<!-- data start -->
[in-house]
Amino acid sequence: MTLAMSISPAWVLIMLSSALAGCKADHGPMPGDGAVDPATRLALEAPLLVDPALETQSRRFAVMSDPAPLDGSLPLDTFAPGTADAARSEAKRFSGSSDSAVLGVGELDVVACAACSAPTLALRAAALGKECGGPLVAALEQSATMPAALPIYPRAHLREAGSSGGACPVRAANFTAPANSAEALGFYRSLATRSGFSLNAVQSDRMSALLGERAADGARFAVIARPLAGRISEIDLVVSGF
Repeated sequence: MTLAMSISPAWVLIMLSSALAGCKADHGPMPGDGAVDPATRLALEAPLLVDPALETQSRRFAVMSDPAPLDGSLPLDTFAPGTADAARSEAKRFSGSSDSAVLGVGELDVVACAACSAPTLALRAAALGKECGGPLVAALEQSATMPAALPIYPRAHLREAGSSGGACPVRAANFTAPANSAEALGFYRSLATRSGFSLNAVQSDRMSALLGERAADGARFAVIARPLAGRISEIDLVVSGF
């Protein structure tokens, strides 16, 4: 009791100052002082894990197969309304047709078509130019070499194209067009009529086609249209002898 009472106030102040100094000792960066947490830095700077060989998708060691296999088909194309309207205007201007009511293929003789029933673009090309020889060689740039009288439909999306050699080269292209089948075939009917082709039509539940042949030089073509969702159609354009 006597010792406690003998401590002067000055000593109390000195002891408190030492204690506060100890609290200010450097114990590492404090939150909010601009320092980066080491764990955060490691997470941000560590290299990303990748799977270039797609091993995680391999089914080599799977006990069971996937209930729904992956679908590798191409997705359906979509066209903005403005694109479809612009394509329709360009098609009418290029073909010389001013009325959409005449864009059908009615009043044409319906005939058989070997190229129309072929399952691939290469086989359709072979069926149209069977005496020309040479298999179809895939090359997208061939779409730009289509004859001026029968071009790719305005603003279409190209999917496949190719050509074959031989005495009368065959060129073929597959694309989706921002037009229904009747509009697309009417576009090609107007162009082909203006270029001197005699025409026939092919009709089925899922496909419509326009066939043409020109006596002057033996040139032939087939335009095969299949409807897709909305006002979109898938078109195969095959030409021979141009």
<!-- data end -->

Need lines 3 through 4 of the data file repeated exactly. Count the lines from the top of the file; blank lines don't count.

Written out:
Repeated sequence: MTLAMSISPAWVLIMLSSALAGCKADHGPMPGDGAVDPATRLALEAPLLVDPALETQSRRFAVMSDPAPLDGSLPLDTFAPGTADAARSEAKRFSGSSDSAVLGVGELDVVACAACSAPTLALRAAALGKECGGPLVAALEQSATMPAALPIYPRAHLREAGSSGGACPVRAANFTAPANSAEALGFYRSLATRSGFSLNAVQSDRMSALLGERAADGARFAVIARPLAGRISEIDLVVSGF
């Protein structure tokens, strides 16, 4: 009791100052002082894990197969309304047709078509130019070499194209067009009529086609249209002898 009472106030102040100094000792960066947490830095700077060989998708060691296999088909194309309207205007201007009511293929003789029933673009090309020889060689740039009288439909999306050699080269292209089948075939009917082709039509539940042949030089073509969702159609354009 006597010792406690003998401590002067000055000593109390000195002891408190030492204690506060100890609290200010450097114990590492404090939150909010601009320092980066080491764990955060490691997470941000560590290299990303990748799977270039797609091993995680391999089914080599799977006990069971996937209930729904992956679908590798191409997705359906979509066209903005403005694109479809612009394509329709360009098609009418290029073909010389001013009325959409005449864009059908009615009043044409319906005939058989070997190229129309072929399952691939290469086989359709072979069926149209069977005496020309040479298999179809895939090359997208061939779409730009289509004859001026029968071009790719305005603003279409190209999917496949190719050509074959031989005495009368065959060129073929597959694309989706921002037009229904009747509009697309009417576009090609107007162009082909203006270029001197005699025409026939092919009709089925899922496909419509326009066939043409020109006596002057033996040139032939087939335009095969299949409807897709909305006002979109898938078109195969095959030409021979141009």